Waterways across the West Midlands are at threat from an invasive weed that is spreading rapidly in parts of the West Midlands, the Government has warned.
The Department for Environment, Food and Rural Affairs has warned that floating pennywort, often found in garden ponds, is threatening to be a major problem for river users and wildlife in Staffordshire.
A Defra spokesman said: “It has been present in the canal system for some time but recently crossed into the river system and has been found on the River Trent and some of its tributaries.
“Earlier this year the Environment Agency successfully treated a large area of weed near Burton which has led to the pennywort dying back. Similar measures are now being taken at Tamworth to control the plant’s spread on the River Tame.”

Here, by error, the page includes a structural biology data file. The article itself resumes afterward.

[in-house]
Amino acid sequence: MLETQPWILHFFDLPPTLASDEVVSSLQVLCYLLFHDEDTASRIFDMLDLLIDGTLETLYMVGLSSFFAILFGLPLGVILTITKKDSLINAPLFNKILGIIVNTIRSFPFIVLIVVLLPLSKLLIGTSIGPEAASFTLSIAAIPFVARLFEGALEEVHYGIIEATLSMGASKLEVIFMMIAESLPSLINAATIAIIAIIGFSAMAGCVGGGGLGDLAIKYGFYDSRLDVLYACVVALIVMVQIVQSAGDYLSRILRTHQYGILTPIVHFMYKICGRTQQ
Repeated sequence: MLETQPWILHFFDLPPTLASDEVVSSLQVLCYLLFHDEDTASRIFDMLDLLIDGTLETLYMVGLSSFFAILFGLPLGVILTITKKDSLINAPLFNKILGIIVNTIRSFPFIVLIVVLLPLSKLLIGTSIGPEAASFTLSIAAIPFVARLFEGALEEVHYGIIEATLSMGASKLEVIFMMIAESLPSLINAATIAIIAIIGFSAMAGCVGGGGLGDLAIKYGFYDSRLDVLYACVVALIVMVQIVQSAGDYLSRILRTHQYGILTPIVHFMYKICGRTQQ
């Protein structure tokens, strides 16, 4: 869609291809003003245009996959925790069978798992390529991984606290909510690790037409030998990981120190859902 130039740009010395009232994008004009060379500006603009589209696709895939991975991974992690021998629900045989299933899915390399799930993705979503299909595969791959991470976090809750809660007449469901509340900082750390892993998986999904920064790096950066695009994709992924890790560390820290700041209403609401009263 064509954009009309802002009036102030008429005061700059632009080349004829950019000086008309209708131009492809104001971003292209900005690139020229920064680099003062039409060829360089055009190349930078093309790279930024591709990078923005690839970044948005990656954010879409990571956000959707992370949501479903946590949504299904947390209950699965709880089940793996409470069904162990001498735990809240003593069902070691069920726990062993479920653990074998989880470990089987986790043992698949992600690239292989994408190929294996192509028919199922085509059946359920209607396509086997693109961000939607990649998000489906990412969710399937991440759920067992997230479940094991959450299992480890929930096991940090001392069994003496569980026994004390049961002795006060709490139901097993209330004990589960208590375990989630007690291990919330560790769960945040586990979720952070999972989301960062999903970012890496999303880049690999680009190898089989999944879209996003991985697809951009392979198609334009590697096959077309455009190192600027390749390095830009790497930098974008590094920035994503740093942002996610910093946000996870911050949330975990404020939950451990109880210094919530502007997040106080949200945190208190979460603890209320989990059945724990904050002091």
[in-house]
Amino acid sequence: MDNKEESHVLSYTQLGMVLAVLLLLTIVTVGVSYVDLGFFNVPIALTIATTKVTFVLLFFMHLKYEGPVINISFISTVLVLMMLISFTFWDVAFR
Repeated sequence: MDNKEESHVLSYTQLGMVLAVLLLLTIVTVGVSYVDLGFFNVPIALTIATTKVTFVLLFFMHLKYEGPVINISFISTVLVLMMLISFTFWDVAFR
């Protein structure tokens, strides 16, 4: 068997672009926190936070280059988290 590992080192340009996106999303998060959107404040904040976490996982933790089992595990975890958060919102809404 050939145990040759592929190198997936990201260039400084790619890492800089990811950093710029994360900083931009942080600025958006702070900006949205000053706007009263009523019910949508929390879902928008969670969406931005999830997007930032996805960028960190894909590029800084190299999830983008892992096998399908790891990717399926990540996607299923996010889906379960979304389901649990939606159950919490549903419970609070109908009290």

Experts said the release of a tiny fragment of pennywort can create a population that can choke an entire waterway, cause damage to the natural environment and cost the economy millions.
Defra has launched the second phase of the Be Plant Wise campaign to raise awareness of the damage caused by invasive aquatic plants at a time when pond owners may be thinking about tidying their ponds ready for winter.
It said the problem can be heightened at this time of year when gardeners may unknowingly assist the spread of harmful plants by disposing of unwanted pond plants inappropriately.
Launching the second phase of the campaign Environment Minister Richard Benyon said: “It’s important we raise awareness and encourage pond owners to be more plant wise at this time of year when they are starting to think about tidying their ponds. If everyone carefully disposes of unwanted pond waste this will help prevent invasive plants spreading to the wild."
More information on the Be Plant Wise campaign is at www.direct.gov.uk/beplantwise.